The Hero's Journey by Joseph Campbell is a breakdown of the common thread running through each hero movie we watch. From Star Wars, to The Matrix, to The Hobbit and everything in between, the simple story plays out. A protagonist from a normal (boring) life gets a "call to adventure" then meets a mentor who imparts some great wisdom. Our hero then passes tests and trials; faces challenges... and possibly sacrifice, only to succeed and come to terms with his new position, back in the old boring world he left to begin with... but himself forever changed.
This is the basis of many a soldier's delusion as they see themselves as the protagonist in their own hero's story. Many see the movies and stories of valour and sacrifice as their way to overcome that part of themselves that wants such a challenge and fill whatever they feel is missing in their own boring "regular" life. The military gives members the mentors and steps to follow that backs up their belief with trinkets and awards and to many like me, it was a powerful motivation to be something "bigger than yourself" and more than worth the "sacrifice".
The military is a big green machine as they say, and it runs on the energy of primarily young impressionable idealists who, for one reason or another are drawn to what they're almost assured is a "life of adventure" ...and in many ways it is. The military maintains momentum and loyalty by what amounts to dangling carrots in front of members. It provides enough variety to keep most feeling as though they're making progress in their particular field, thereby self selecting who's best suited for a particular trade... it's brilliant.
They are constantly dangling a more impressive prize in front of you to keep you moving forward.. and you can't collect them all, so you always feel like you missed something along the way and therefore will always feel as though you aren't "as good" in that particular area as someone with the t-shirt you'll never have. You're always aiming toward something even more impressive than you thought you wanted when you got the last thing... jump wings wicked! ...but they're cherry wings not white wings. Sure white wings are cool but they're not freefall... freefall seems cool then you need oxygen so you can constantly feel like you're not "less than" those with it... I've got approximately 300 jumps between static line and freefall and still have the ego that I'm "new" from guys with more jumps who were in junior high when I first got my wings.
From the "cool courses" to commander’s commendations and from medals to awards and accolades; it's all designed to bring out the already competitive nature of the soldiers they wish to cultivate... and it works.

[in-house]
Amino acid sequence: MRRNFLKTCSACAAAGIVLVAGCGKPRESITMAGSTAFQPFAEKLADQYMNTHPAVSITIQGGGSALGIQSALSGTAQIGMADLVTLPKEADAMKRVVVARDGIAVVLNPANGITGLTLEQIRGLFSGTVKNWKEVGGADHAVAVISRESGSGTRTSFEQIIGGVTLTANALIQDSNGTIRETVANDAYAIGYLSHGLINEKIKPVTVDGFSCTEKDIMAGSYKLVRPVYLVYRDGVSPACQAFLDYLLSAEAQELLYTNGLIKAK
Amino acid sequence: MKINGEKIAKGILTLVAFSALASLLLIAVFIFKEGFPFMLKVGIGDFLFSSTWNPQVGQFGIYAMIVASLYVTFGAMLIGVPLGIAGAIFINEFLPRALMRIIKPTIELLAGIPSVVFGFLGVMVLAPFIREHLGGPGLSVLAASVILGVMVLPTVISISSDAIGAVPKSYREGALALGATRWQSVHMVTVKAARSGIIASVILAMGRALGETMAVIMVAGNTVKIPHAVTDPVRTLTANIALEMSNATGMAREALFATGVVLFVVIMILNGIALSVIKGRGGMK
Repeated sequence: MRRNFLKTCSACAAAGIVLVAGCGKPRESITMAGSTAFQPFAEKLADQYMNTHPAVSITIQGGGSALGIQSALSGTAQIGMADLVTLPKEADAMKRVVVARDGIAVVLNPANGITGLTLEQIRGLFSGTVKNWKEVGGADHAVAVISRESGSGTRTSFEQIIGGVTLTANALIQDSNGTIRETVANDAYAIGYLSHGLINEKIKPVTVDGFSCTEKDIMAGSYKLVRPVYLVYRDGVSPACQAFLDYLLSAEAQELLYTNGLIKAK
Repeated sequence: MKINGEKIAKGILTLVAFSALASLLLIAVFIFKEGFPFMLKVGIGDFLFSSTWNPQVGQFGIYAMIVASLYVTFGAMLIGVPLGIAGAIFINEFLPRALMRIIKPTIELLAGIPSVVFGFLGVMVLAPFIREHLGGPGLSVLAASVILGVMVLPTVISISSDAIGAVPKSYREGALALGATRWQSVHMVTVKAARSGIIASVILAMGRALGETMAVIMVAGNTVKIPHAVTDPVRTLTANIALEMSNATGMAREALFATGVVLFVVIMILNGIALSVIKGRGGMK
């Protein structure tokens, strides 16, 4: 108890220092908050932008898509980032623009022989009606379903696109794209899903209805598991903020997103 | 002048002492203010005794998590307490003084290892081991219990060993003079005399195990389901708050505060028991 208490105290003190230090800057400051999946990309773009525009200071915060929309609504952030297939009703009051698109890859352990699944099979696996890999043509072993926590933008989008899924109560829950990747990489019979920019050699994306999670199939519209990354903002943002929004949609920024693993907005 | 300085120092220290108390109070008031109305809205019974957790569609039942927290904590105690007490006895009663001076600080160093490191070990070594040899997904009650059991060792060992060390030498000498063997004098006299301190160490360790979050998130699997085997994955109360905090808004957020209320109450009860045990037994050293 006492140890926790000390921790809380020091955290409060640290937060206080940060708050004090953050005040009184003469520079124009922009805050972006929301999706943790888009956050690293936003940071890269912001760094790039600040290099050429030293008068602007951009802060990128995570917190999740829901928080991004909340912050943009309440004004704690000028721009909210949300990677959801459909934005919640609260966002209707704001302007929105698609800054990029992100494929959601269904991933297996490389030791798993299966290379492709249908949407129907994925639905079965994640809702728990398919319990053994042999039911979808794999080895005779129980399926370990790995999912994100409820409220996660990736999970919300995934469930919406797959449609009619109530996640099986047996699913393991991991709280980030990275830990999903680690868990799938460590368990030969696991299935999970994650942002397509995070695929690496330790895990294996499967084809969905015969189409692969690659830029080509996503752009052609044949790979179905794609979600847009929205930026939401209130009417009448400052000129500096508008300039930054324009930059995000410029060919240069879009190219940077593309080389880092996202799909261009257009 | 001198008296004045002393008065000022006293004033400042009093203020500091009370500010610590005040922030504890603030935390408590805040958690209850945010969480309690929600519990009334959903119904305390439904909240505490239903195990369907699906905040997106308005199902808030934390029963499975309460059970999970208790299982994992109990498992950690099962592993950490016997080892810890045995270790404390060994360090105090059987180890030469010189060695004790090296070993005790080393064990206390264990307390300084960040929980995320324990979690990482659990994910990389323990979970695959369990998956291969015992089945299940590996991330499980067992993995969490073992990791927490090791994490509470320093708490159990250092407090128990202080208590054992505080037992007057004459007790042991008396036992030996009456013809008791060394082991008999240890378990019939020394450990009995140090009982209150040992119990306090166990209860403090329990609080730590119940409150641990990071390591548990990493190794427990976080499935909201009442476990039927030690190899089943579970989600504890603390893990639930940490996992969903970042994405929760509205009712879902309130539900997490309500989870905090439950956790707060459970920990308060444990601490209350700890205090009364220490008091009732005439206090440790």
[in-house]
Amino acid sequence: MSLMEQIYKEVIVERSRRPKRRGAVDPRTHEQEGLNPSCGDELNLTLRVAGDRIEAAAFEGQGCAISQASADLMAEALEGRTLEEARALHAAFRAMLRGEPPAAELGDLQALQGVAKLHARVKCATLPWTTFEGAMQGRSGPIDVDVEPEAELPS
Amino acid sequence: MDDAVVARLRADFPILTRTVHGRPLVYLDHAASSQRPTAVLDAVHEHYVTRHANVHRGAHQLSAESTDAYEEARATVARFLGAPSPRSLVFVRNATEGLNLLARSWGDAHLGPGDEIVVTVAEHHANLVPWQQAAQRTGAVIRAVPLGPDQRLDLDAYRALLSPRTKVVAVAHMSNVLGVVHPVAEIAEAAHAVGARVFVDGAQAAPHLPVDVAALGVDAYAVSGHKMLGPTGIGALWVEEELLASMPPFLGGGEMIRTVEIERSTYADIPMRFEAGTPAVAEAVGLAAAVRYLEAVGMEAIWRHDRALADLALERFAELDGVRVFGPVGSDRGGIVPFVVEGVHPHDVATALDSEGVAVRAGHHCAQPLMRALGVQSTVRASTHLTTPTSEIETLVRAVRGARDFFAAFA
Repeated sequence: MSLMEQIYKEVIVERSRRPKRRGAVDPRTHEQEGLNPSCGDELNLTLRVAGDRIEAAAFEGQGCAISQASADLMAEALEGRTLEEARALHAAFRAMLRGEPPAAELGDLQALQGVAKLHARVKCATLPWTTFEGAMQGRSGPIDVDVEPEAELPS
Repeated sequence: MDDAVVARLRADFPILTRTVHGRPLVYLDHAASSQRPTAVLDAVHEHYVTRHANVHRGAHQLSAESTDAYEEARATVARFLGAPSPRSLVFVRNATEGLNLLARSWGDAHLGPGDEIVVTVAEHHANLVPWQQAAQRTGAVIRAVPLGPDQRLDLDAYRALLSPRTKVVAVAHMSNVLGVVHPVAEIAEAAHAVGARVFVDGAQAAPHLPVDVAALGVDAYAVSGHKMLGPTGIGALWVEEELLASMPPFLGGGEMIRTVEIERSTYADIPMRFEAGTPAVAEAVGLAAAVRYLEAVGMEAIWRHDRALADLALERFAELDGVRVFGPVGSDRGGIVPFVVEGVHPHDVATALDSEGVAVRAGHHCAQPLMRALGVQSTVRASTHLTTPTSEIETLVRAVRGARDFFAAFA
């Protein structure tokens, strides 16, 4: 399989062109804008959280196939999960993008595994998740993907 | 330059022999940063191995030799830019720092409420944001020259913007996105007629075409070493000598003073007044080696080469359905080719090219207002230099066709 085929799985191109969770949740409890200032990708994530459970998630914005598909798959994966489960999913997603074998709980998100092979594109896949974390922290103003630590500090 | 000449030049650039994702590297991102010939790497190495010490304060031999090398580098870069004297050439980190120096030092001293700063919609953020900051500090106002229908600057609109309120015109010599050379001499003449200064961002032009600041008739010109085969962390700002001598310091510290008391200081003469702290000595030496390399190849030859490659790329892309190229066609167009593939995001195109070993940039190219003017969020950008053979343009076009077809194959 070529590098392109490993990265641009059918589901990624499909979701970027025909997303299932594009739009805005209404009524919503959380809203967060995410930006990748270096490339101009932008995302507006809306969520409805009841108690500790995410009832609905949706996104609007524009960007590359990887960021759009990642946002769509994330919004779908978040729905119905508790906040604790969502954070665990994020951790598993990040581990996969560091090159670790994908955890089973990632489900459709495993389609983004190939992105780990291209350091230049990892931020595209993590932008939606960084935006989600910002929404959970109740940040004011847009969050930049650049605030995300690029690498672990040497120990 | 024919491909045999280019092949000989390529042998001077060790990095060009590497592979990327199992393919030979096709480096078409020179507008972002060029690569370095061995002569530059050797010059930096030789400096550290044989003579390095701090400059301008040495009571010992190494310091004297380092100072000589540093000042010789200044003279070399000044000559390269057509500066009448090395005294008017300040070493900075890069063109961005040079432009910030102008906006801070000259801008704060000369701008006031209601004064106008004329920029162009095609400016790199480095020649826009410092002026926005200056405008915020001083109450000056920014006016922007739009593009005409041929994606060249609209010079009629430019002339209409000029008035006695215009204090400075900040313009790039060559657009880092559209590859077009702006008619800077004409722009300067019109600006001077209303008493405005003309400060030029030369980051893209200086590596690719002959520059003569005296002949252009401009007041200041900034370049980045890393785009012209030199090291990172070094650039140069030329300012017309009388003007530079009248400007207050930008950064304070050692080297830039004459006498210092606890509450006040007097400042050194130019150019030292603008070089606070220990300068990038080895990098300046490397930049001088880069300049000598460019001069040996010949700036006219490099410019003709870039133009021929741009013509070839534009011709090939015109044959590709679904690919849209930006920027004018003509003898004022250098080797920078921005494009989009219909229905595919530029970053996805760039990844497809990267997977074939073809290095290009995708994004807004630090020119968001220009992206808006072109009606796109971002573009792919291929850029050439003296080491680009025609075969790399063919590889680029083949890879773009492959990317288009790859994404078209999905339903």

The second you're content with the last thing you earned and the feeling of accomplishment subsides, you're back in the doldrums wishing for the next thing... there's always something else to tempt you with. It's fair to say they keep you bored on purpose in order to encourage activity when presented as a better option to the tedious days spent wishing for adventure.
The problem with organizations like the military is that those who are truly invested in their own story will never be satisfied without the movie ending they dream of... whatever it is. You think you'll be the hero of your own story and "roll credits". The real issue comes after those credits have rolled and the feeling of accomplishment and acceptance never feels like the movie ending you had dreamed of, and what if it never comes at all?
For me it never did. I, and many like myself were left without our end scene moment. I didn't fade off into the sunset or die in a shootout... I merely fell apart and couldn't mentally do the job anymore. I never even had a "mug out" as I merely faded into the medical system to be forgotten by those who feel it can't happen to them.
I get it... nobody thinks it can happen to them. In fact many have called me on comments I've made over the years in my hubris while ignoring the very warning signs I was going down the road towards burnout myself.
More often than not, even if people get their dream career, in most cases it wasn't "EVERYTHING" and less than everything isn't enough for many. I believe this is a major part of the recovery process that many have overlooked... the military preaches mental toughness but doesn't teach individuals how to accept the reality of their situations and move on without the military to support them.
They train us how to kill and accept death as normal, but don't teach us how to fit back into "normal" once you hang up your tools.
I believe we can do better.
Royce: the most genuine imposter. A jester or a knight when the situation is right, and the fortunate avatar to his soul on its journey. Dedicated to those things and people he cares for while seeking the light in a world that has shown him so much darkness.